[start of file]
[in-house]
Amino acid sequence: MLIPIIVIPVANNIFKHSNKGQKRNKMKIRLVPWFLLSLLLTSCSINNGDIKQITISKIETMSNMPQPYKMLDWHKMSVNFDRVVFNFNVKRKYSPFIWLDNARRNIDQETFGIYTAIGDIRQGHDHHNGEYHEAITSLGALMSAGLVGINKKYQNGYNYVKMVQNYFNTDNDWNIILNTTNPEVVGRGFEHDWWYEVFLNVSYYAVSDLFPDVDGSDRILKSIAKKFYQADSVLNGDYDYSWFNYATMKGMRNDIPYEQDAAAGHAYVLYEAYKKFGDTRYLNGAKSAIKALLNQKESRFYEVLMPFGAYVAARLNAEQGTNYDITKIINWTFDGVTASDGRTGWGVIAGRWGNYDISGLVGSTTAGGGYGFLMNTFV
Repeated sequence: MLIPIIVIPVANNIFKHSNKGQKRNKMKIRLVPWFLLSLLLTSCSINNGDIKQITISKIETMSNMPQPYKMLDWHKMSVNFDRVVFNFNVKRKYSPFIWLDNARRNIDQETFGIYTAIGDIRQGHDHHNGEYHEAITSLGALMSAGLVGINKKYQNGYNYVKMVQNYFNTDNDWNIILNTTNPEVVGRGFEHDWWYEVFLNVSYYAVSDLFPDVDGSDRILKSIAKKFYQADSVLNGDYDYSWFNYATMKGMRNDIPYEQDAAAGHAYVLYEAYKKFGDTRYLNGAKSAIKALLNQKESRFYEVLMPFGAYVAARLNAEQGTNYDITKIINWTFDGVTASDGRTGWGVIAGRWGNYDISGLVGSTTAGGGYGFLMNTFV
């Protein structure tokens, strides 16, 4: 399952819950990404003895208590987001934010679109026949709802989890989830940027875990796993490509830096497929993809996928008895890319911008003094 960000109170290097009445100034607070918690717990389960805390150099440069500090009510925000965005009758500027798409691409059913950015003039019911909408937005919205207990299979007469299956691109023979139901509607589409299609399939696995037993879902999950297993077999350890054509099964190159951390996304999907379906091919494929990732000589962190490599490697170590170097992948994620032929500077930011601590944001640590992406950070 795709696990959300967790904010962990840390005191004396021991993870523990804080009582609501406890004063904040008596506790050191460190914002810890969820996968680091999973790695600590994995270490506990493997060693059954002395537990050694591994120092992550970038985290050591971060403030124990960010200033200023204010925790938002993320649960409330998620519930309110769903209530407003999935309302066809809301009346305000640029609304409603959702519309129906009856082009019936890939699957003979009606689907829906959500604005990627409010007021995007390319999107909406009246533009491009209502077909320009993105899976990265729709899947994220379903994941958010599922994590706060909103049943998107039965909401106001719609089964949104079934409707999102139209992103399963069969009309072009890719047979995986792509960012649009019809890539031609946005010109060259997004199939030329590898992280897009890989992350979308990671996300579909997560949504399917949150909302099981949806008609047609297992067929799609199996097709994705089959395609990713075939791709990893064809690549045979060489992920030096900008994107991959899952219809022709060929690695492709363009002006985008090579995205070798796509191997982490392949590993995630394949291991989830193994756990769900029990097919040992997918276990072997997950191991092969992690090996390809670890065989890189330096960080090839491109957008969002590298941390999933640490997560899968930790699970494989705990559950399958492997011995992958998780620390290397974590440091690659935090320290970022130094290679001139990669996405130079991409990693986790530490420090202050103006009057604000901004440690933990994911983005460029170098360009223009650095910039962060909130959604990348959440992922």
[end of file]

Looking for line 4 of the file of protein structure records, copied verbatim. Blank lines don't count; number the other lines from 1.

């Protein structure tokens, strides 16, 4: 399952819950990404003895208590987001934010679109026949709802989890989830940027875990796993490509830096497929993809996928008895890319911008003094 960000109170290097009445100034607070918690717990389960805390150099440069500090009510925000965005009758500027798409691409059913950015003039019911909408937005919205207990299979007469299956691109023979139901509607589409299609399939696995037993879902999950297993077999350890054509099964190159951390996304999907379906091919494929990732000589962190490599490697170590170097992948994620032929500077930011601590944001640590992406950070 795709696990959300967790904010962990840390005191004396021991993870523990804080009582609501406890004063904040008596506790050191460190914002810890969820996968680091999973790695600590994995270490506990493997060693059954002395537990050694591994120092992550970038985290050591971060403030124990960010200033200023204010925790938002993320649960409330998620519930309110769903209530407003999935309302066809809301009346305000640029609304409603959702519309129906009856082009019936890939699957003979009606689907829906959500604005990627409010007021995007390319999107909406009246533009491009209502077909320009993105899976990265729709899947994220379903994941958010599922994590706060909103049943998107039965909401106001719609089964949104079934409707999102139209992103399963069969009309072009890719047979995986792509960012649009019809890539031609946005010109060259997004199939030329590898992280897009890989992350979308990671996300579909997560949504399917949150909302099981949806008609047609297992067929799609199996097709994705089959395609990713075939791709990893064809690549045979060489992920030096900008994107991959899952219809022709060929690695492709363009002006985008090579995205070798796509191997982490392949590993995630394949291991989830193994756990769900029990097919040992997918276990072997997950191991092969992690090996390809670890065989890189330096960080090839491109957008969002590298941390999933640490997560899968930790699970494989705990559950399958492997011995992958998780620390290397974590440091690659935090320290970022130094290679001139990669996405130079991409990693986790530490420090202050103006009057604000901004440690933990994911983005460029170098360009223009650095910039962060909130959604990348959440992922």